Ag. Department Commissioner Steve Troxler’s “From the Tractor” (July Edition)

    by North Carolina’s Agriculture Commissioner Steve Troxler from his July column “From the Tractor” for the department’s monthly newsletter the Agricultural Review:

    Like a lot of farmers, I have been paying especially close attention to the N.C. Drought Monitor and weather forecasts as the temperatures have climbed and rainfall has become more limited. And, like many people, I have been praying for rain because we desperately need some across most areas of the state.

    As of June 18, the N.C. Drought Management Advisory Council listed 67 counties as abnormally dry, including pretty much all of Eastern North Carolina and a two-to-three- county-wide path along the Virginia border from the coast to the Northern mountains around Boone.

    I am hearing from a lot of farmers about the corn crop in particular, and that they are likely looking at the potential for significant losses for corn.

    The latest crop condition statistics published on July 24 by the National Agricultural Statistics Service confirms what I am hearing, with 17% of corn being described as in very poor condition, 38% in poor condition and 21% in fair condition. Only 23% was reported as in good condition.

    Every farmer knows a lot can change in a week. Just the week prior, 10% and 13% of corn was listed as being in very poor and poor condition. And 25% was described as fair, with 49% listed as good.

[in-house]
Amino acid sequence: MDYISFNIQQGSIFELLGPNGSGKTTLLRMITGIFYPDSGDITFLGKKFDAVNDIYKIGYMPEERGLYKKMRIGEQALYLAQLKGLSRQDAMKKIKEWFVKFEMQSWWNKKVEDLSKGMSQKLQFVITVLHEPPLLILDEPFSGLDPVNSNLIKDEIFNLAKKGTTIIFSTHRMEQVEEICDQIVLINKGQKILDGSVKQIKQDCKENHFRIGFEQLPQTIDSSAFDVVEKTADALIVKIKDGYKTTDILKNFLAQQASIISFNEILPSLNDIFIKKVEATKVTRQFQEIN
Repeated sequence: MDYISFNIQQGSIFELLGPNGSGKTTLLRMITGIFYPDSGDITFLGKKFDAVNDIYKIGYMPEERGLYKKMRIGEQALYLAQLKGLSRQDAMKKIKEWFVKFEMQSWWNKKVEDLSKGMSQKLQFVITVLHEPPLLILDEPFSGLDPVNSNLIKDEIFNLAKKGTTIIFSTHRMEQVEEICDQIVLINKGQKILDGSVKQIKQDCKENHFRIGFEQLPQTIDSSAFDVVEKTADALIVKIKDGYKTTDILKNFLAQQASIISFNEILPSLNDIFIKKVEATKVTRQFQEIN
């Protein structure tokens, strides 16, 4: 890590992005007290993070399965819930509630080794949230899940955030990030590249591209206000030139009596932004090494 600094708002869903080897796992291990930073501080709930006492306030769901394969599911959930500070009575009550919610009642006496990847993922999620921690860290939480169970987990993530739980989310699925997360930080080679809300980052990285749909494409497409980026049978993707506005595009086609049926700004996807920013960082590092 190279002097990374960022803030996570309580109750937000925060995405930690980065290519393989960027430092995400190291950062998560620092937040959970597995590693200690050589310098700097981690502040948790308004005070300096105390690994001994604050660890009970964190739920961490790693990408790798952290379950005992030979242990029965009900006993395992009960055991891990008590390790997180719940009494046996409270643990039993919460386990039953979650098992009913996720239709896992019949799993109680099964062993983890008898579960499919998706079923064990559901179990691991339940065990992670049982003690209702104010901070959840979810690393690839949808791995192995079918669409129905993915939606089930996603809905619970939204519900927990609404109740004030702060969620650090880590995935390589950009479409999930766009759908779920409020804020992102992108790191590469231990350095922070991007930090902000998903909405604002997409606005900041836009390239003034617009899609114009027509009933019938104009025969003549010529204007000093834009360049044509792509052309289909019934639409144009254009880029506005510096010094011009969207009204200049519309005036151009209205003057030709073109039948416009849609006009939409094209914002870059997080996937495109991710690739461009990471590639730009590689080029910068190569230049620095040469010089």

The Crops and Condition Report also is showing the drought’s effect on other crops, too. Cotton, hay, pastures, peanuts, sorghum, soybeans, sweet potatoes and flue cured tobacco also posted a greater percentage of crops being in the very poor to fair range than in the good range.

    We still have a lot more season to go and I pray we get some well-timed rain to help these crops be productive.

    When our farmers hurt, we all hurt because their hard work feeds us all. Please keep our farmers in your prayers and support local growers by buying local wherever you can. Farmers markets, roadside stands and retail stores are offering lots of local produce and proteins. Look for the Got to Be NC logo where you shop. I’ll keep readers updated as the growing season goes on.